Unlike high school, where you have clearly defined class periods and a very strict structure to your school day, colleges allow their students to have more freedom. This means that as a college freshman, you must be willing to manage your time correctly, as not utilizing proper time management may lead to first year college student problems.
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Unless you learn to balance classes, study and homework time, and your social life, you may be constantly chased by all your responsibilities and be left with no time to accomplish them all.
Solution: Learning how to manage your time wisely is an incredibly invaluable skill that anyone can learn. A good way to manage your time is by using a planner, whether a physical or digital one. Writing down the tasks you need to accomplish in the planner, and sticking to it, may be crucial for you to learn how to organize your time.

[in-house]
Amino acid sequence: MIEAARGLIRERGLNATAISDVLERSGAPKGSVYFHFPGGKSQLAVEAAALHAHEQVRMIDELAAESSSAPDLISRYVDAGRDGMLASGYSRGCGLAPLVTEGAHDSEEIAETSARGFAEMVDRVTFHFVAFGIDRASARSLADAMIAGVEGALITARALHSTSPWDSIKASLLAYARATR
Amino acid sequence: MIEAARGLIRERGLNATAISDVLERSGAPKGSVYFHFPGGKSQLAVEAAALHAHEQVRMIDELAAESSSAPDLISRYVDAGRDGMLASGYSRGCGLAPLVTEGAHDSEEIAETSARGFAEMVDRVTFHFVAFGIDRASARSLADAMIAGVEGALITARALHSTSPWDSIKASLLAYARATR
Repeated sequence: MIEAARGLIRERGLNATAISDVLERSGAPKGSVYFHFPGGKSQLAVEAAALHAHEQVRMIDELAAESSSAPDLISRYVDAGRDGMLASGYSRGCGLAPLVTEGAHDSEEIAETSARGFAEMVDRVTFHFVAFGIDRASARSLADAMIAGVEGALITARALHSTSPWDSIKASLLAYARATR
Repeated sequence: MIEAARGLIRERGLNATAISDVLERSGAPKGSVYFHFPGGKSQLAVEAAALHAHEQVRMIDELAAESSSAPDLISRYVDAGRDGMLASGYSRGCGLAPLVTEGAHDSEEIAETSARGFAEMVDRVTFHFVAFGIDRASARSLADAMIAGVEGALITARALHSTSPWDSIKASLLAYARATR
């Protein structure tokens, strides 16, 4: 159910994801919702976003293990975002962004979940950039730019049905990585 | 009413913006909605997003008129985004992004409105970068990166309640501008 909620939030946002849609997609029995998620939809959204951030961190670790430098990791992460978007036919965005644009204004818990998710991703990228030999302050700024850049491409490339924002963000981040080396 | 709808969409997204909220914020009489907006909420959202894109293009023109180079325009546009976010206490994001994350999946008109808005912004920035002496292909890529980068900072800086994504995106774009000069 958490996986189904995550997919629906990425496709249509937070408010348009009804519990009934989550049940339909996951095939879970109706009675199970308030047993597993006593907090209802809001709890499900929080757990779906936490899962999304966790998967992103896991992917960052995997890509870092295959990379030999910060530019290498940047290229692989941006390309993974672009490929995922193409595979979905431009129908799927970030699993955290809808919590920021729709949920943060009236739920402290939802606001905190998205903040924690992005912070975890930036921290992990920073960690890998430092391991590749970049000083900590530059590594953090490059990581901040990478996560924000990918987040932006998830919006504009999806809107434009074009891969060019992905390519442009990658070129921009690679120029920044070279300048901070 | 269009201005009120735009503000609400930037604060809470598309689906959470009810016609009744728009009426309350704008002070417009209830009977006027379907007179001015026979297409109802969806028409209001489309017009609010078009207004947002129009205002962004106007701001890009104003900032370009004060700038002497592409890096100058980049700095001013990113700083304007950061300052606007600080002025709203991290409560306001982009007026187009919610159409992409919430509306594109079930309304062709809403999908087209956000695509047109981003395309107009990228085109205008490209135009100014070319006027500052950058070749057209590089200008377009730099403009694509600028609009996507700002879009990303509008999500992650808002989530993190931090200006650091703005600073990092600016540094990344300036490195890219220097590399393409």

Though you may not have needed to schedule your life in high school, the freedom that college gives students, and the added responsibility that comes with the freedom, may require you to now.
Is Going to College Worth it?
Yes, going to college is worth it for many students. According to the Bureau of Labor Statistics, the median annual wage for bachelor’s degree holders across all professions is $78,580 as compared to the median annual wage for high school graduates with no college degree, which is $38,290.
In addition, college is a great place to meet people, for friendships and romantic relationships but also for networking and career purposes. Many colleges often hold career fairs when they invite employers to meet with students. These types of events are often invaluable for advancing your professional goals.
Think carefully about going to college. It is a big commitment, both financially and time-wise and you do not want to be stuck with debt and wasted time.
Finally, if you are currently enlisted in the military or even interested in enlisting, it may be worth noting that there are military friendly online colleges that may be of interest to you.